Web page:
Given this conundrum, Glaucon asks Socrates why the liberators need to endure the slings and arrows of the prisoners but instead just enjoy the truth and let those in bondage remain pleased and in bondage. And it is here that Socrates states his case for a just man and his duty to society. According to Socrates/Plato, a just man is one who has found the truth and rather than “taking the money and running” returns to honor his duty to assist those trapped in their ignorance, which just happens to be the same definition the Buddha offered for a Bodhisattva: a suffering servant (also the name given to Jesus).

The Cave conjures up the antithesis of just men in the contemporary characters of congressional members who do “take the money and run,” and of Paul Ryan who reflects the teachings of Ayn Rand who saw little need for government. In his eyes, there are “takers,” dependent on the entitlements of government. The view of a just man and his duty to society held by these gentlemen (and a host of others) was the opposite of the view held by Plato. Just let them eat cake (Qu’ils mangent de la brioche in French) is their mantra.

So back to the questions: “What role do we play in this vast drama of life.” Do we intercede? Or do we accept things as they are, regardless of how they appear? Do we have a responsibility to fight injustice and evil, or stand apart and watch with detachment the destruction of society? To many, the answer moves along the path of self (ego) preservation and the easy way: the safe way where they can avoid challenges to their tightly held dogmas of destruction. To them, there is a clear right and a corresponding clear wrong: “makers” and “takers.  But there is another way: the way of the just Bodhisattva who fights for the rights of those still in bondage, trapped by the shadows of the mind, in spite of the slights and arrows cast at them. They have seen a light of truth and know it is not theirs to possess. They gladly become suffering servants because they have been in bondage themselves and know in their marrow how ignorance is not bliss. When they see injustice, evil and self-destructive actions taking place, they do intercede and fight for those unable to fight against the tyranny of the mind and are covered with the slime imposed on them by those who care only for their own profit regardless of inflicted harm to others.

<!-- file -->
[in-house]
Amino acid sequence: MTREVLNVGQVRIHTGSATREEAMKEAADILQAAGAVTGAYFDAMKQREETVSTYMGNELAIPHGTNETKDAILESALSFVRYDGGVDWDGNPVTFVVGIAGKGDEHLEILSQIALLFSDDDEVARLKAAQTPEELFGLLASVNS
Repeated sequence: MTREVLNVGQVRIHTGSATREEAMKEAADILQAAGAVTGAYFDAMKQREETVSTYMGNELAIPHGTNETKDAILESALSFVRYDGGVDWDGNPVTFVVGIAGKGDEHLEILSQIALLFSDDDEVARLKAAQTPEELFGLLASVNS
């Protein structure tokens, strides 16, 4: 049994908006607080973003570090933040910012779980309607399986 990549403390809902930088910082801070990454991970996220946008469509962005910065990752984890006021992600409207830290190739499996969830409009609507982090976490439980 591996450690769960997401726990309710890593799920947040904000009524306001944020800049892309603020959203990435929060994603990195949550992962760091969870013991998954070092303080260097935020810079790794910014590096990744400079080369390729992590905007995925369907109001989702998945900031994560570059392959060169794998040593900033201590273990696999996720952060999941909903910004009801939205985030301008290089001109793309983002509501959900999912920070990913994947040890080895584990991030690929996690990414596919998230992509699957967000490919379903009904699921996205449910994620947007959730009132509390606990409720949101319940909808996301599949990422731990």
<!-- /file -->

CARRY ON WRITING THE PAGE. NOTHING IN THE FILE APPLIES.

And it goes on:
There seems to be a subtle and fine line between liberating people in physical bondage and bondage of the mind. We must fight for those who are physically imprisoned in one way or another, be it oppression of race, gender, sexual preference, politics, religion, finances or any other form of unjust discrimination, yet recognize that until people are freed from bondage of the mind, there will never be ultimate freedom and liberty for all. The mind is everything! We must be in the world but not of the world.  If we, who have endured suffering and found release, don’t help those in need, we too will continue as doomed to a hell we deserve.